“To have the following out there among skiers, not among the resorts, but among the people that actually use the trail maps was so fulfilling,” he said. “I just don’t have enough words for it.” The Man Behind the Maps: Legendary Ski Artist James Niehues is now in its fourth printing. The 292-page hardcover contains more than 200 of Niehues’ hand-painted ski trail maps, and sells for $90 on Niehues’ website.

Niehues grew up on a farm in Loma, Colorado, where he learned to love the high plains and mountain landscapes of Western Colorado. “My dad and I and my brothers would go down the river in a little boat and hunt and fish. We had red rock canyonlands and a good river, and then on the east is the Grand Mesa,” he said. “We just had all kinds of outdoor terrain to enjoy.”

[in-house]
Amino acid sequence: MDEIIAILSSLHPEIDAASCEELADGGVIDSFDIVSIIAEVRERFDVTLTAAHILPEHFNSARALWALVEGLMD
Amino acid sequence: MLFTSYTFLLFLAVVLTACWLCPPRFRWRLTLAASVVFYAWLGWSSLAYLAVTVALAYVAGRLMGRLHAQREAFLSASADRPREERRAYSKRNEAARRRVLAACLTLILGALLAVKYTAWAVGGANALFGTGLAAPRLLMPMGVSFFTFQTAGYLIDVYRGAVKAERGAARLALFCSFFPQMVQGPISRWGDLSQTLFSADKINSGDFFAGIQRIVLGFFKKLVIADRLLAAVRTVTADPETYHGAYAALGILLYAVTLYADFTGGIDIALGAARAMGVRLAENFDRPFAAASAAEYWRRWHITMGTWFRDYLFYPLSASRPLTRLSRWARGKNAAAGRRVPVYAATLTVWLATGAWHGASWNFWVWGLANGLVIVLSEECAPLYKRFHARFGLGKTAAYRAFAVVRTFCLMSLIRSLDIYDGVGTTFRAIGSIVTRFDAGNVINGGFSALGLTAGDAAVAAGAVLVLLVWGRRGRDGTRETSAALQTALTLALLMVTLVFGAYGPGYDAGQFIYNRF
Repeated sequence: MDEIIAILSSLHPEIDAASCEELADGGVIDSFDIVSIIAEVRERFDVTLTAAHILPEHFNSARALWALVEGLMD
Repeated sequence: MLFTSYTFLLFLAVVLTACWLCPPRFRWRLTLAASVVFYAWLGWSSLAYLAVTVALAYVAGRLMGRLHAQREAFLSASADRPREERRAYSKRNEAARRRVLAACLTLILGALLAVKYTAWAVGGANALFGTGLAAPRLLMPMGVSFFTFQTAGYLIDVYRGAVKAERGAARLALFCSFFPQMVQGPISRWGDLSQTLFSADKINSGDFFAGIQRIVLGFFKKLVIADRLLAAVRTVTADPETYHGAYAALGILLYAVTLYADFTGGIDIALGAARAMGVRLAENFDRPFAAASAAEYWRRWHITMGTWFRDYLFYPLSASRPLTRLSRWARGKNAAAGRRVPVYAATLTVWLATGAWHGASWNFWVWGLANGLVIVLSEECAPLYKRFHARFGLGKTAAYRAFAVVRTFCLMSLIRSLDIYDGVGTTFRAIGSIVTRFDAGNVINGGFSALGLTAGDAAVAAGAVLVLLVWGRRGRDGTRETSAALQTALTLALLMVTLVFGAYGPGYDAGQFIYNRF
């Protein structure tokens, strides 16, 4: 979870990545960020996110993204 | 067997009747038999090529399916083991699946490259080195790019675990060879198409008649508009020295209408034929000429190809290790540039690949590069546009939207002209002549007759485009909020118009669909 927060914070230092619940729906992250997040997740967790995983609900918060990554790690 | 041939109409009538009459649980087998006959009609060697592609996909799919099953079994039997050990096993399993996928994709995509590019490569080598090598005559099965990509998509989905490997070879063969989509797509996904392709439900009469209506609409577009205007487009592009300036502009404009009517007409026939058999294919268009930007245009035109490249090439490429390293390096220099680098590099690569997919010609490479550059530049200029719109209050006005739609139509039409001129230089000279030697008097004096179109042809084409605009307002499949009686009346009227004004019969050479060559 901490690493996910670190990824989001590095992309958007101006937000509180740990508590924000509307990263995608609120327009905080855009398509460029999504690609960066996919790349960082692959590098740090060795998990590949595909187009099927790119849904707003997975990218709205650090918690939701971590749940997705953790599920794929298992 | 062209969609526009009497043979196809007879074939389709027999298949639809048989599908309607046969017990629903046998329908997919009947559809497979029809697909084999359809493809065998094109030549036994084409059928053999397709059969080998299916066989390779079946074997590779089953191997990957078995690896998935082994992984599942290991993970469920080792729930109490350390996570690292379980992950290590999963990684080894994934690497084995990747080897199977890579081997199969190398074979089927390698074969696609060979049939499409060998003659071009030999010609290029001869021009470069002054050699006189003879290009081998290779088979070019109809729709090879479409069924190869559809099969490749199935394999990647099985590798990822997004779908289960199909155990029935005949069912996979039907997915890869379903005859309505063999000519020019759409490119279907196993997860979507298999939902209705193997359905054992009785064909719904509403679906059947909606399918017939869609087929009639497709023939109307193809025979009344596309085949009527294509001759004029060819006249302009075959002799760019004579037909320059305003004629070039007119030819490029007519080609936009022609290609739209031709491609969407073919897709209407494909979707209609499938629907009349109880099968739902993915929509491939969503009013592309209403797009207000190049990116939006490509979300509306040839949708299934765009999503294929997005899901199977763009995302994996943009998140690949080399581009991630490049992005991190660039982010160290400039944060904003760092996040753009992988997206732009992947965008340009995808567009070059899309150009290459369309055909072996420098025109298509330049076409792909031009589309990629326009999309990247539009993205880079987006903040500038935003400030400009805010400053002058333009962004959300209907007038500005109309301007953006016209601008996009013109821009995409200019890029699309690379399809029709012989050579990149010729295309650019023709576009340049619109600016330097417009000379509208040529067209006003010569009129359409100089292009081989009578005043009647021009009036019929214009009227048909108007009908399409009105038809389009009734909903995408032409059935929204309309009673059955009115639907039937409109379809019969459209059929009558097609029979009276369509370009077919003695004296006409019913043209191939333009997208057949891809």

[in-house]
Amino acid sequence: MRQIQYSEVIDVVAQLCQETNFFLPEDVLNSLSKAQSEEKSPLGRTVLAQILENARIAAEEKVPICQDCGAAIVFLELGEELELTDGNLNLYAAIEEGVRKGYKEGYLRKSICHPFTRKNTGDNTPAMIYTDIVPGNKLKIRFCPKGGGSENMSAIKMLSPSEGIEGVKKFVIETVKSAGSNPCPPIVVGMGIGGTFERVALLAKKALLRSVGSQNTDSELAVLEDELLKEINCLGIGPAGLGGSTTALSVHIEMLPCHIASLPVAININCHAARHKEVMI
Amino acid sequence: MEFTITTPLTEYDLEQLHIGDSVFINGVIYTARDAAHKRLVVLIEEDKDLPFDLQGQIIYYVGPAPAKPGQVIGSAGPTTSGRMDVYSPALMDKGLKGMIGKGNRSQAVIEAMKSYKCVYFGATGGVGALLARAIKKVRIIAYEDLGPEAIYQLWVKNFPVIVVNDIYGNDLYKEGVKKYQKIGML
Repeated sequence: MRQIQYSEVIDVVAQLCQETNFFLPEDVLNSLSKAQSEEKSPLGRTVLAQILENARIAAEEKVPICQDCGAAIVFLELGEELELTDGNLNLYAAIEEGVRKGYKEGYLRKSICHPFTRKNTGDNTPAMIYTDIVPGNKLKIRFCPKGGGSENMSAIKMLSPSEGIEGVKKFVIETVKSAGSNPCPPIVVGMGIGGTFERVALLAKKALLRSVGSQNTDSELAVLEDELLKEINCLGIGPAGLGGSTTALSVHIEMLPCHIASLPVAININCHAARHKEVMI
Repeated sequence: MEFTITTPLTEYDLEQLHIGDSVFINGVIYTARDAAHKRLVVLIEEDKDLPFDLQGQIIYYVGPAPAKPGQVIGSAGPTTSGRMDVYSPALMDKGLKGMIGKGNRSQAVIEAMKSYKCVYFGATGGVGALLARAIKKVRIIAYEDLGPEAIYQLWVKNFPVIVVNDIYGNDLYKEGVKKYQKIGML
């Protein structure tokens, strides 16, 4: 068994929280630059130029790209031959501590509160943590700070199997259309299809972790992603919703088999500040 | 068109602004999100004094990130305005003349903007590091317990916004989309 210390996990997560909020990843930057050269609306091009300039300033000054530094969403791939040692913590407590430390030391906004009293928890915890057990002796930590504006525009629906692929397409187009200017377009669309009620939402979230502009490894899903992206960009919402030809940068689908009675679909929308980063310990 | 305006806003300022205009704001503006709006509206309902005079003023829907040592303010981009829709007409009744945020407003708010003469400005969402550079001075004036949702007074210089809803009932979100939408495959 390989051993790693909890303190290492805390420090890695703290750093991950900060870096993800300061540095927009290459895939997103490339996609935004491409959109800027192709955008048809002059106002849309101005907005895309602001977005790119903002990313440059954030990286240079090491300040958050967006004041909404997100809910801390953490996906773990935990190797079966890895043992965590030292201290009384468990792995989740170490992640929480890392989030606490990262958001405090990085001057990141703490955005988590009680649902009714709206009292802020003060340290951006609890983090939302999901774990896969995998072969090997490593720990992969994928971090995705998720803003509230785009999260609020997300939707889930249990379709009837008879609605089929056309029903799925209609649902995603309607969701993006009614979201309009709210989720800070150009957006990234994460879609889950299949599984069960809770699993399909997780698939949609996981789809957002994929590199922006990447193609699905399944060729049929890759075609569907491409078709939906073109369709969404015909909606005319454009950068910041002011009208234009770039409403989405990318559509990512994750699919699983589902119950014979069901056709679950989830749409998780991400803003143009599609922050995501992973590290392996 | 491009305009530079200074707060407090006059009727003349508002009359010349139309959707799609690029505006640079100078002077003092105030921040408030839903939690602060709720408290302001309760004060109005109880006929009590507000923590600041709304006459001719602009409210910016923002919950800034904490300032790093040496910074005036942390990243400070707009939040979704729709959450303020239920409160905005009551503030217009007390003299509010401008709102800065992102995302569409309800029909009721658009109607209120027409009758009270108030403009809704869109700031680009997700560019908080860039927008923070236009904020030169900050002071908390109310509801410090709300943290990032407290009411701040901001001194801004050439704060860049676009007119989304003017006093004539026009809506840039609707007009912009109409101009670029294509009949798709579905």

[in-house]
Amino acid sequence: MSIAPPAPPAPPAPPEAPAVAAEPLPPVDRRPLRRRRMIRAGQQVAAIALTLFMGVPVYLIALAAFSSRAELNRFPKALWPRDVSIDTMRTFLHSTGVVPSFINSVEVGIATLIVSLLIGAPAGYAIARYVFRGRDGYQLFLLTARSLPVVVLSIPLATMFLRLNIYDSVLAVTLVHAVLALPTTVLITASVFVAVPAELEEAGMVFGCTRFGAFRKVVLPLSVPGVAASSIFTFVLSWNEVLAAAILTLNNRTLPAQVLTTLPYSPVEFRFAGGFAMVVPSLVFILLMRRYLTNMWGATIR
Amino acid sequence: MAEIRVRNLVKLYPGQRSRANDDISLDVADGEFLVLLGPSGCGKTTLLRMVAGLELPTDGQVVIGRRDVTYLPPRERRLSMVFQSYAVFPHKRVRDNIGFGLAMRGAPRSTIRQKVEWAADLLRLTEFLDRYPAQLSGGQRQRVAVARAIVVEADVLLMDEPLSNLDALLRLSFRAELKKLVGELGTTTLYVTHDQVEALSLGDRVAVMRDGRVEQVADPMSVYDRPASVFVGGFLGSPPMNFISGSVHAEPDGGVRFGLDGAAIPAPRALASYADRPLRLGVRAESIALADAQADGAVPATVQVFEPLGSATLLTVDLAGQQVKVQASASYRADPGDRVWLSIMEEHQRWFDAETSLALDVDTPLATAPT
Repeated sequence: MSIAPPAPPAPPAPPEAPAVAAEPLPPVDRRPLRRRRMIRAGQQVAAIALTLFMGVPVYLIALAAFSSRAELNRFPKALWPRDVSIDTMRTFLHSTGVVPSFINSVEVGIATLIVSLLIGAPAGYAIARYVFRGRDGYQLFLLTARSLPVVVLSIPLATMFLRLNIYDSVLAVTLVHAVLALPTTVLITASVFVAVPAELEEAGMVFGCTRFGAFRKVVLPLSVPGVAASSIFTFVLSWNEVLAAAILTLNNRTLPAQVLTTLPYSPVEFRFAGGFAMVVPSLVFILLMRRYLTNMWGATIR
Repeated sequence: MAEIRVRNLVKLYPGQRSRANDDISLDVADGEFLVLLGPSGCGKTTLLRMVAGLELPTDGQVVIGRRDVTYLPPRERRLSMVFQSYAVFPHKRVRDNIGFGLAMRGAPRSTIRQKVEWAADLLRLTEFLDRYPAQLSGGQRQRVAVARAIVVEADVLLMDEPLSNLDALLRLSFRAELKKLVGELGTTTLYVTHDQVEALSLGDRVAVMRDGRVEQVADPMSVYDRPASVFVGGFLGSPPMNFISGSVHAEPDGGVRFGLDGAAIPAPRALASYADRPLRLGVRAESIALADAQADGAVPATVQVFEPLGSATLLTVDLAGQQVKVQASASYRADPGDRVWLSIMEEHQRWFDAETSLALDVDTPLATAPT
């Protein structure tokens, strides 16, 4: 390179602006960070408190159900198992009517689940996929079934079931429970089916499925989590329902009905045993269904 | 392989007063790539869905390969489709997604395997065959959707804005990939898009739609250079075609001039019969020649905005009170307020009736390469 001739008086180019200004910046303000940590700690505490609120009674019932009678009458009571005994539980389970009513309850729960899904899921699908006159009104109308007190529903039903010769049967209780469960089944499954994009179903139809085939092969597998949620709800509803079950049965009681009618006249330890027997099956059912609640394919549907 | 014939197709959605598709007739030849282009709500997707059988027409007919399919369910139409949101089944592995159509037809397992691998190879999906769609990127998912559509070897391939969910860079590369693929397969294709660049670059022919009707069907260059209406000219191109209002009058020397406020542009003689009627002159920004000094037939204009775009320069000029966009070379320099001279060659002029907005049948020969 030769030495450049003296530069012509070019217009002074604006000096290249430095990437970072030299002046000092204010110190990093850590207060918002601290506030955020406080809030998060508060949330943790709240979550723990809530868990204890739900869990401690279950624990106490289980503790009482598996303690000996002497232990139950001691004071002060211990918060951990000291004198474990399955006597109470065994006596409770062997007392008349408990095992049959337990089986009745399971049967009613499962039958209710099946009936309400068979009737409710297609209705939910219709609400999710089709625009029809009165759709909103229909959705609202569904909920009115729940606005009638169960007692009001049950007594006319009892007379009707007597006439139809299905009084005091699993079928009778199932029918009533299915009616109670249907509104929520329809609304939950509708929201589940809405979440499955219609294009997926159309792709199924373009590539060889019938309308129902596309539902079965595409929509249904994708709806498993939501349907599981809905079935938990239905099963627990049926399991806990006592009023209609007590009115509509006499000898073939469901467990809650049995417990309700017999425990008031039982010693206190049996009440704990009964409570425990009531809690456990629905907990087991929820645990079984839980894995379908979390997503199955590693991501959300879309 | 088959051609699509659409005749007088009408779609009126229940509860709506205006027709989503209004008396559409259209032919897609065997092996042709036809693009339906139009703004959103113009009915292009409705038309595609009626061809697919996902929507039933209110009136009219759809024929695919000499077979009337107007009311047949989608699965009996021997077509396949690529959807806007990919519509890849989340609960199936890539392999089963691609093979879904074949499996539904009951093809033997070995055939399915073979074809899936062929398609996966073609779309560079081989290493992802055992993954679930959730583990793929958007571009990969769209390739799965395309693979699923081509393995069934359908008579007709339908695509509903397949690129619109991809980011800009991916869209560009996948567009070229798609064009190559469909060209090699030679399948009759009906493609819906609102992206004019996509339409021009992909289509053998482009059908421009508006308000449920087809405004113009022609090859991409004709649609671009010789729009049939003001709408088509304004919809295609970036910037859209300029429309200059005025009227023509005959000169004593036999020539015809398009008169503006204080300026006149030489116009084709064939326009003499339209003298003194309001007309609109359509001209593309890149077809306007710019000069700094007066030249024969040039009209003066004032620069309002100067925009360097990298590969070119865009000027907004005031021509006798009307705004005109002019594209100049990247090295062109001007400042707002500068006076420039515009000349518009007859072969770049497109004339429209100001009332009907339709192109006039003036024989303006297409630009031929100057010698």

In the ninth grade, Niehues was bedridden with nephritis, an inflammation of the kidneys. The disease put him on his back for three months. He wasn’t even supposed to get out of bed to pee. To pass the hours, his mother bought him an oil painting set, and he began to paint scenes he found in magazines.

Niehues starts each trail map with a detailed pencil sketch, like this 1998 drawing of Steamboat in Colorado. Credit: James Niehouse.

After high school and a shot at college, he enlisted to beat the draft. The war in Vietnam was raging, but the Army sent him to Germany, where he and another soldier set up an art studio in the basement of an old SS barracks. He tried skiing for the first time when he was in the service, on a little hill in Austria.

“They had a race track and I got the fastest time. I thought it was pretty hot, so when I come back home I went up to Powderhorn,” he said. The steep terrain was more than he could handle with 1960s gear and little experience. “I was trying to traverse over to the side and turn, and instead of turning I’d just run out of room and wreck,” he said. “I literally walked off the course.”